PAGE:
Studying with an invisible disability – a student explains
A disability – what is it actually?
This question is not so easy to answer, because what is commonly understood as a disability can come in many forms and expressions – and then there is also the type of disability that is not noticed at first glance: we are talking about the so-called “invisible disability” . Examples of this are chronic illnesses and disabilities, which are associated with fatigue and rapid exhaustion and thus impair social participation. Aplastic anemia and paroxysmal nocturnal hemoglobinuria can also be included. While in the case of invisible disabilities the possible stigmatization by others does not apply from minute one of getting to know each other, this non-recognition of the disability also leads to expectations that are sometimes overwhelming.
Ly Tran has to struggle with this again and again: Ly is a linguistics student and reports in the podcast series “Studying with Disabilities” from the University of Potsdam from their own experiences. Ly began her studies, like most of her fellow students, full of energy and motivation. During the first semesters, however, she fell ill and developed an invisible disability with exhausting phases of tiredness and weakness. Long events, short deadlines for homework or seminar rooms on the fourth floor – all these are barriers that made studying difficult for Ly. Failing to take all the required courses, she eventually switched to linguistics and decided to be open about her disability. In the podcast she talks about the offers of help that students at the University of Potsdam can take advantage of. Ly was referred from the psychological counseling center to the disability officer at the university, and was soon given an appointment where he learned, among other things, about the concept of “compensation for disadvantages “: According to the law, a disability must not result in any disadvantage for the person concerned. So the circumstances are adapted as well as possible to the given situation, for example a person with a disability gets longer writing time for an exam or for a housework. This was a great relief for Ly: “Me[kam] better results due to the longer processing time ”. The university’s career service, which organizes workshops on the subject of “navigating uncertain life phases”, for example, advises those affected on potentially stressful topics such as job hunting.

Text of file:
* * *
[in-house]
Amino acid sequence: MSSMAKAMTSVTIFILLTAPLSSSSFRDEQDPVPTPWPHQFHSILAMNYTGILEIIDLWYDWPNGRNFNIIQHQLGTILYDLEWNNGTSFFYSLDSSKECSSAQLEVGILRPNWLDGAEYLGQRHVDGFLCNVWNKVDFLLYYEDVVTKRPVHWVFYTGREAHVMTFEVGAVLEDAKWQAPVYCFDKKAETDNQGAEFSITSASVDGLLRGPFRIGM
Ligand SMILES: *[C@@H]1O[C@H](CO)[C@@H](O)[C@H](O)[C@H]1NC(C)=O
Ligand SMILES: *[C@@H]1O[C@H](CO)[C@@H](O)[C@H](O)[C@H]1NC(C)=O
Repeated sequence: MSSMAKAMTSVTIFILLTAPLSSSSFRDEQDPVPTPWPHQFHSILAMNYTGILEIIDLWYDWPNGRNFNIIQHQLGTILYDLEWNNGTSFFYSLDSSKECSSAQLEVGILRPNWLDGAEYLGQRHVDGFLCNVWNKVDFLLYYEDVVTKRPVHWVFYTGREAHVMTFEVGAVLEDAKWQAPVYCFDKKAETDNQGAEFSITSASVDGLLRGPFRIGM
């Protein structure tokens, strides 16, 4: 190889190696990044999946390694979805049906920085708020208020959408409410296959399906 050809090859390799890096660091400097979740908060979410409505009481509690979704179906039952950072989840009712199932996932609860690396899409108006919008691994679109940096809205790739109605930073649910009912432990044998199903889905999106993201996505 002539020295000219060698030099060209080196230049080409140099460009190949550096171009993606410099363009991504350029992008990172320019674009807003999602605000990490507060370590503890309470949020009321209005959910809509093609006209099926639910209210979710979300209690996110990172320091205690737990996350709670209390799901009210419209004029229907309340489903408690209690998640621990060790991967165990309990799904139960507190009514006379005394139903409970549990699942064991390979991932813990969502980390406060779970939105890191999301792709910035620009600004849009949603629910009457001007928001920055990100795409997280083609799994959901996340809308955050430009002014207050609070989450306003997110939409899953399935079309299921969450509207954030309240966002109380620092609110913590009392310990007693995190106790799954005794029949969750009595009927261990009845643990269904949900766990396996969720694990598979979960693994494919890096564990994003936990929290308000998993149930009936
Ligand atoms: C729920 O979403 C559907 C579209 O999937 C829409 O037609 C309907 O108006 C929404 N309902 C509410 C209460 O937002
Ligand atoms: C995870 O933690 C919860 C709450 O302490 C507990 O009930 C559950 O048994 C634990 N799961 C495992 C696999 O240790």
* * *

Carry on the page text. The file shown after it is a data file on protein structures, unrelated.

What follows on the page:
Ly says she is grateful to find all these offers of help at her university. The online events during the last three Covid semesters also made her studies easier in certain respects, as she was spared long journeys and could lie down and rest at any time during the day. Nevertheless, studying without direct social interaction is not an alternative for her in the long term either – Ly would rather that the topic of “studying with disabilities” not remain her personal affair, but that all lecturers and fellow students deal with it more.
If you are studying yourself or are interested in the topic of “studying with disabilities”, we recommend the podcast series of the same name from the University of Potsdam , which was published this year on the occasion of the adoption of the university’s inclusion concept. In addition to Ly’s contribution, you will find four other reports on studying and living with a disability.
You can find more information on the subject of “disability and work” on the website of the BIH Federal Working Group of Integration Offices and Main Welfare Offices and in their brochure ” ABC Fachlexikon “, which you can order from your integration office if required.
Text: Katharina von Villiez